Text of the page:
Friday, March 15, 2013

Brown's Island Munition Explosion-- Part 6

Brown;s Island was not the first disastrous munitions explosion during the war. 

On the same day as the Battle of Antietam in 1862, there was a gunpowder explosion at the Alleghenny Arsenal in Pittsburgh that killed 78.  Another one in Jackson, Mississippi, a few weeks later killed40.

Josiah Gorgas issued new regulations after the Brown's Island explosion.  Friction primers and percussion caps (for rifles) would no longer be brought into a room that had loose gun powder until the primers were bundled for packing.  Rooms where loose powder was processed would not have more than ten people in them at a time.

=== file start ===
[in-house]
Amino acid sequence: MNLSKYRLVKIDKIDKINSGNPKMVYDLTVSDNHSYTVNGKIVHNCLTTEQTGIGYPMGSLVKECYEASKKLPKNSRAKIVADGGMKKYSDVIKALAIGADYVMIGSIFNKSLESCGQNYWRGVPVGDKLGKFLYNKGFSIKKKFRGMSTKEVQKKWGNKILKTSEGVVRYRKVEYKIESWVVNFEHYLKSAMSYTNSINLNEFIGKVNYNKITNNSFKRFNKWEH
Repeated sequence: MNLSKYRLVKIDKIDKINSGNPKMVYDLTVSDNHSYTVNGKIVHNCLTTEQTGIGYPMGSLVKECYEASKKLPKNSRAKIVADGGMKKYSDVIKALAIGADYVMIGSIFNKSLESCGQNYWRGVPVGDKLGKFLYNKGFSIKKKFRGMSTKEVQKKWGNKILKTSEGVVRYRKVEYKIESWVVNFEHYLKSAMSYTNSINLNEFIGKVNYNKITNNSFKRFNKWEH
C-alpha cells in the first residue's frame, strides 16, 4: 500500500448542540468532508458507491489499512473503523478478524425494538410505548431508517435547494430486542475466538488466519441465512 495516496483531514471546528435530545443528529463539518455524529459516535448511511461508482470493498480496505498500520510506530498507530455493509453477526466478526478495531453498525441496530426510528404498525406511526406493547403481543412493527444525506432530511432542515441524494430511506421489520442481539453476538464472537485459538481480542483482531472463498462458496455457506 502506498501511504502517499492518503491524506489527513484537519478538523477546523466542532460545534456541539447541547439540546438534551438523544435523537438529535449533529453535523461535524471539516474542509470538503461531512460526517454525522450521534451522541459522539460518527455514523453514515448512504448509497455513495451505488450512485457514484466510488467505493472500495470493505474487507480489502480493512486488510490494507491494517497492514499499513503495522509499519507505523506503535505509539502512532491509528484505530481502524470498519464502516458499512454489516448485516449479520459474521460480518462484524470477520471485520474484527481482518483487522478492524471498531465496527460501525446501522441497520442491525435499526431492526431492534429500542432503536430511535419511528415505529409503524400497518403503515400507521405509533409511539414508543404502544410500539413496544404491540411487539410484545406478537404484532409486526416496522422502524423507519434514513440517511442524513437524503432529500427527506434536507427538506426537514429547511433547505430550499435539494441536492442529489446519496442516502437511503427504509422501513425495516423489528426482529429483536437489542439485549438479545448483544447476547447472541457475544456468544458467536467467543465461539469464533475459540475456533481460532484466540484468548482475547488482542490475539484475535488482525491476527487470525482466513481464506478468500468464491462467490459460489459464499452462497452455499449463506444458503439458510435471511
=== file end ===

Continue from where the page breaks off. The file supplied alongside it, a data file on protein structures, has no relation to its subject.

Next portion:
Even though Mary Ryan was the cause of the explosion, she was not responsible for its severity.  Too many activities were taking place in the confined area.

By the end of March, work had resumed on the island.  Women were waiting to apply for the dangerous job as it paid well for working-class women.

Old Secesh

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